- The Washington Times - Wednesday, November 20, 2019

The Justice Department inspector general raised alarms Wednesday about the FBI’s use of the Foreign Intelligence Surveillance Act to spy on Americans, including using surveillance databases for prohibited “fishing expeditions.”

FISA abuses have emerged as one of the top “management and performance challenges” facing the FBI, Justice Department Inspector General Michael E. Horowitz’s team wrote in a new report. The findings were based in part on a recently declassified Foreign Intelligence Surveillance Court opinion that the FBI violated Fourth Amendment rights with unauthorized searches of tens of thousands of U.S. citizens.

The conclusions could preview a separate, highly anticipated report focused on accusations the FBI abused its power when it obtained FISA warrants to spy on Donald Trump’s 2016 presidential campaign. That report, expected to be released in the coming weeks, will shed further light on the FBI’s dealings with the secretive court.

Federal law requires the use of intelligence databases only to search for evidence of a crime or foreign intelligence matters, and each search must be documented.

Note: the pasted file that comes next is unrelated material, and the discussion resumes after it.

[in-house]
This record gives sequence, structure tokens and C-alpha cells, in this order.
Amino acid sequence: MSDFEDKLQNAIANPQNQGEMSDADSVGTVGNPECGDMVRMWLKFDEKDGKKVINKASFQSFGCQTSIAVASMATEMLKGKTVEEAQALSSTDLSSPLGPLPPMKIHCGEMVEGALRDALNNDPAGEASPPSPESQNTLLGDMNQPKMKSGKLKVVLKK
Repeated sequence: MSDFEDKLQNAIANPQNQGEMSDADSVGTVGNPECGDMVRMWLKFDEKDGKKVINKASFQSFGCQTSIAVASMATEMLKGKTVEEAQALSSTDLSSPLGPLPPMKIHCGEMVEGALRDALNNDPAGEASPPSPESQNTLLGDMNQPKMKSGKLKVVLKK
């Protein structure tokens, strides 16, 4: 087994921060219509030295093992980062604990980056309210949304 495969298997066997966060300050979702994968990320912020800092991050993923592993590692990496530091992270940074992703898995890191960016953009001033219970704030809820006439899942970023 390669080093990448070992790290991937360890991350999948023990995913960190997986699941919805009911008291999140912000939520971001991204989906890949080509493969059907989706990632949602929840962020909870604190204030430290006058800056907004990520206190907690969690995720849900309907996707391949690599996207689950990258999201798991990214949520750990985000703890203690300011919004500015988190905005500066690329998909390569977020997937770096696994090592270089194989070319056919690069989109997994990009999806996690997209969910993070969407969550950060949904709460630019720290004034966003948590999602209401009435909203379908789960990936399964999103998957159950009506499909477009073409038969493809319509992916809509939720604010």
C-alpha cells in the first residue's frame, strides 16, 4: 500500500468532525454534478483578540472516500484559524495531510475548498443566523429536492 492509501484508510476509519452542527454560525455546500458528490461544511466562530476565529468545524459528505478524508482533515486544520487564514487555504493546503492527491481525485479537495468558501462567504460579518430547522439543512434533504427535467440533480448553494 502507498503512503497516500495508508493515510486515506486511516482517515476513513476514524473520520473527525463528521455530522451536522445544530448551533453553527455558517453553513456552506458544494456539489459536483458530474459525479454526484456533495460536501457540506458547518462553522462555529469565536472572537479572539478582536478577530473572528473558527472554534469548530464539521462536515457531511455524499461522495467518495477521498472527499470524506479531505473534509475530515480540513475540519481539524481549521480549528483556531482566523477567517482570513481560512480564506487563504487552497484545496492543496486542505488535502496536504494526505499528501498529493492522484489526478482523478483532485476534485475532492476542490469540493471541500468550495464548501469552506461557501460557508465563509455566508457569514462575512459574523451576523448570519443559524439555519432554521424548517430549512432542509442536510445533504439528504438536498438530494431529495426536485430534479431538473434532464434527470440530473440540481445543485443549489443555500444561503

FISA Court Judge James E. Boasberg said in a ruling made public in October that the FBI was not properly identifying or documenting its searches. The FBI also was using the databases to fish for potential criminal acts, which bureau policy expressly forbids, he said.

Mr. Horowitz’s team said the decision found a number of the FBI searches were “not reasonably likely to return foreign intelligence information or evidence of a crime.”

“Proactive risk management and consistent oversight concerning all sensitive authorities are essential to the continued use of these important investigative tools,” the inspector general report said.

The more detailed report on whether the FBI abused its authority to spy on members of the Trump campaign is slated to be released soon.

Earlier this week, Senate Judiciary Committee Chairman Lindsey Graham, South Carolina Republican, announced that Mr. Horowitz is scheduled to testify about the report on Dec. 11, indicating public release is imminent.

That report has been plagued by multiple delays and had been expected as early as this past summer.

President Trump and his allies have eagerly awaited the report when an investigation was announced in March 2018. They say the report will show top officials at the Justice Department and FBI under President Obama misled the FISA court to open a criminal investigation.

Democrats, meanwhile, have accused the president of weaponizing the Justice Department to smear his political opponents.

• Jeff Mordock can be reached at jmordock@washingtontimes.com.

Copyright © 2022 The Washington Times, LLC. Click here for reprint permission.

Please read our comment policy before commenting.

Click to Read More and View Comments

Click to Hide